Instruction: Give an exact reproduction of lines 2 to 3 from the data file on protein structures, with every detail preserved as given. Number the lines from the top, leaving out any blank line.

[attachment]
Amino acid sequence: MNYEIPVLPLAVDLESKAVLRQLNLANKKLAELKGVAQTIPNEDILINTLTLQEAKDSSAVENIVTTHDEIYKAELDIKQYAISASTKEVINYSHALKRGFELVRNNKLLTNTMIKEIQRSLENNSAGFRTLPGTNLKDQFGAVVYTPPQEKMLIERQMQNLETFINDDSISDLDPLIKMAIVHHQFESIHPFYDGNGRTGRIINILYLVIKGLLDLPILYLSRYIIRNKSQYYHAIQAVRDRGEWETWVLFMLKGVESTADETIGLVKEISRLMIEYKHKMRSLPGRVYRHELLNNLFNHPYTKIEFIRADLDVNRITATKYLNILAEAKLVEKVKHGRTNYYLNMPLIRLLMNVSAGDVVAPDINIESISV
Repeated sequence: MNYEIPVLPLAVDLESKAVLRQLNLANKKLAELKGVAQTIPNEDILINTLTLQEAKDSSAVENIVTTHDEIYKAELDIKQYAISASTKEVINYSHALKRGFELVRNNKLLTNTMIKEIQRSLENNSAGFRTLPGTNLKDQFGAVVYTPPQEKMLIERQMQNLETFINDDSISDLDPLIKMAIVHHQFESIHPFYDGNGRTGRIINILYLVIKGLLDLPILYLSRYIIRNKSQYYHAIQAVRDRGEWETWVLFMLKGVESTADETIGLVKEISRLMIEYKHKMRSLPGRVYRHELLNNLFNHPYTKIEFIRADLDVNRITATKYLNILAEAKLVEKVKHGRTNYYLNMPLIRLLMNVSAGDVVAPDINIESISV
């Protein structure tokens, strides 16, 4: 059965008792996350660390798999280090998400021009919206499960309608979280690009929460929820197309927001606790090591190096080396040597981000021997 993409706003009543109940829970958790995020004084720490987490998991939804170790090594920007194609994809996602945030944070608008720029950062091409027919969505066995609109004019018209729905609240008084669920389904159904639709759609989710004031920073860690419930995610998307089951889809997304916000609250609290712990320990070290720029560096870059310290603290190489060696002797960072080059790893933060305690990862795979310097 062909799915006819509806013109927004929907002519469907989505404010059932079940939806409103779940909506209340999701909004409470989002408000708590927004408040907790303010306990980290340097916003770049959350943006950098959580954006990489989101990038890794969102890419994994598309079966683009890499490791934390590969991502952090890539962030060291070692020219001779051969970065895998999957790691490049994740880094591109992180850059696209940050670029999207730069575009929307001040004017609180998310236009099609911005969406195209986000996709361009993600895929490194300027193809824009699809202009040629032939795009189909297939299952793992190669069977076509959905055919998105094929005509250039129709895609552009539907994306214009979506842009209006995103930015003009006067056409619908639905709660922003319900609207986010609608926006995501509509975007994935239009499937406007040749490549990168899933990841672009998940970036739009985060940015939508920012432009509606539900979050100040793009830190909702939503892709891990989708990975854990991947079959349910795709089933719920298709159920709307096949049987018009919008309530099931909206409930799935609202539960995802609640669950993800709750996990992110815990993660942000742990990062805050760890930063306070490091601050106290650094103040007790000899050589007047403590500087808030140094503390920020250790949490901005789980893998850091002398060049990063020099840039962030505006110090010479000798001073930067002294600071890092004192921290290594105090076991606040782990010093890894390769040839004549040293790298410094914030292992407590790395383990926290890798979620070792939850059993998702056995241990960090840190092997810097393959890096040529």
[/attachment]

Repeated sequence: MNYEIPVLPLAVDLESKAVLRQLNLANKKLAELKGVAQTIPNEDILINTLTLQEAKDSSAVENIVTTHDEIYKAELDIKQYAISASTKEVINYSHALKRGFELVRNNKLLTNTMIKEIQRSLENNSAGFRTLPGTNLKDQFGAVVYTPPQEKMLIERQMQNLETFINDDSISDLDPLIKMAIVHHQFESIHPFYDGNGRTGRIINILYLVIKGLLDLPILYLSRYIIRNKSQYYHAIQAVRDRGEWETWVLFMLKGVESTADETIGLVKEISRLMIEYKHKMRSLPGRVYRHELLNNLFNHPYTKIEFIRADLDVNRITATKYLNILAEAKLVEKVKHGRTNYYLNMPLIRLLMNVSAGDVVAPDINIESISV
């Protein structure tokens, strides 16, 4: 059965008792996350660390798999280090998400021009919206499960309608979280690009929460929820197309927001606790090591190096080396040597981000021997 993409706003009543109940829970958790995020004084720490987490998991939804170790090594920007194609994809996602945030944070608008720029950062091409027919969505066995609109004019018209729905609240008084669920389904159904639709759609989710004031920073860690419930995610998307089951889809997304916000609250609290712990320990070290720029560096870059310290603290190489060696002797960072080059790893933060305690990862795979310097 062909799915006819509806013109927004929907002519469907989505404010059932079940939806409103779940909506209340999701909004409470989002408000708590927004408040907790303010306990980290340097916003770049959350943006950098959580954006990489989101990038890794969102890419994994598309079966683009890499490791934390590969991502952090890539962030060291070692020219001779051969970065895998999957790691490049994740880094591109992180850059696209940050670029999207730069575009929307001040004017609180998310236009099609911005969406195209986000996709361009993600895929490194300027193809824009699809202009040629032939795009189909297939299952793992190669069977076509959905055919998105094929005509250039129709895609552009539907994306214009979506842009209006995103930015003009006067056409619908639905709660922003319900609207986010609608926006995501509509975007994935239009499937406007040749490549990168899933990841672009998940970036739009985060940015939508920012432009509606539900979050100040793009830190909702939503892709891990989708990975854990991947079959349910795709089933719920298709159920709307096949049987018009919008309530099931909206409930799935609202539960995802609640669950993800709750996990992110815990993660942000742990990062805050760890930063306070490091601050106290650094103040007790000899050589007047403590500087808030140094503390920020250790949490901005789980893998850091002398060049990063020099840039962030505006110090010479000798001073930067002294600071890092004192921290290594105090076991606040782990010093890894390769040839004549040293790298410094914030292992407590790395383990926290890798979620070792939850059993998702056995241990960090840190092997810097393959890096040529």